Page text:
Now, I want to share my own personal dollar-cost averaging story with you. 

When I first started my career in 2008, it was when the market crashed because of the mortgage crisis. 

And because I’ve naturally always been really curious about learning personal finances and investing, I was stoked that the markets were on sale. 

There’s a quote by the legendary investor Warren Buffett that says, “Be fearful when others are greedy and greedy when others are fearful.”

I saw the crash as my opportunity to be super greedy and capitalize on the funding of investments with my new salary as a working professional.

So I poured 75% of my paycheck directly into an index fund of the total US stock market, international markets, and Real Estate Investment Trusts, also called REITs. 

I chose the total US stock market index fund because I did not want to choose individual stocks then.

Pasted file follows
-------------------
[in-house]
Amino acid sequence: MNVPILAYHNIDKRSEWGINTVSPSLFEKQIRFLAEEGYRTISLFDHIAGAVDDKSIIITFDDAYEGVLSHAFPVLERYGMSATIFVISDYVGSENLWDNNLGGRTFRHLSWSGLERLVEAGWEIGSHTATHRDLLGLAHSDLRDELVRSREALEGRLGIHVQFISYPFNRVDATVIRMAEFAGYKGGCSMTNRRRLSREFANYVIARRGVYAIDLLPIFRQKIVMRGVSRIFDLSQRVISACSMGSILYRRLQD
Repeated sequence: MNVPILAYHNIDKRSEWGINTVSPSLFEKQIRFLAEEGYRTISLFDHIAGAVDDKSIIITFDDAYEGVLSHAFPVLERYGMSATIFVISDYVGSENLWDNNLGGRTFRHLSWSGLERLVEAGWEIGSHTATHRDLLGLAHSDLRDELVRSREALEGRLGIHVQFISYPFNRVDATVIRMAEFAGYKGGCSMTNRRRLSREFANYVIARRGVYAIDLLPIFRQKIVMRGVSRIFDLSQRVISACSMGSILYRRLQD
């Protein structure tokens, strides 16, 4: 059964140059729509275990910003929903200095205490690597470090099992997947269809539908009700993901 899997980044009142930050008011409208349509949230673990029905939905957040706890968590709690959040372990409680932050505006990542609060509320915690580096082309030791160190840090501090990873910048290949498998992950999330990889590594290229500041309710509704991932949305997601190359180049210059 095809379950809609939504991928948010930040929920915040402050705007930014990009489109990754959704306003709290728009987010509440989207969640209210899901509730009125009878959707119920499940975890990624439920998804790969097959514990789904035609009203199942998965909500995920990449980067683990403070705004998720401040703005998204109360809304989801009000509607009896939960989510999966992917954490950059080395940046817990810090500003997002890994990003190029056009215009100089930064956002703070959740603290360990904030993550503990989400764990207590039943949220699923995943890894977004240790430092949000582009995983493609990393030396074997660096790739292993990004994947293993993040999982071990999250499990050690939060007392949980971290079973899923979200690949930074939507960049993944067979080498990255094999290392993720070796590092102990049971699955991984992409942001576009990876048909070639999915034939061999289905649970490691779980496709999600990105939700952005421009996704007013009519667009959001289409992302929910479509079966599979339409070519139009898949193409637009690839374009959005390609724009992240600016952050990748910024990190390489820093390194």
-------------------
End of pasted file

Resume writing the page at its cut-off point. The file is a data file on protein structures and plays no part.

Then I added an international market fund to diversify globally. 

And finally, I didn’t have the funds to buy real estate yet, so I invested in REITs. These funds produce high dividend yields. 

That mix was my DCA portfolio. And like clockwork, every time a paycheck came in, I took 75% of my net total and put it into those funds. 

I’ll also note that I was able to throw in so much of my paycheck because I was living at home with my parents. Look, I have no shame about that. I know that some people think it’s time to be independent when you’re 22 years old and you need to live by yourself to become an adult. 

I am not in that school of thought. 

I was ready to save up as much as I could while I was young so that I can set my future life up for success. 

If you truly want to be financially independent and retire early, it helps tremendously to get a headstart on your finances. 

That seemingly small decision gave me the jumpstart I needed to ultimately set up my financial discipline and foundations, as well as the capital I needed to fund my own startups. 

Thanks mom and dad <3 I wouldn’t be where I am without you

If you’re currently still in your 20s and you’re embarrassed to say that you live at home with your parents because of societal norms or the dating world frowns upon it, I have one question for you…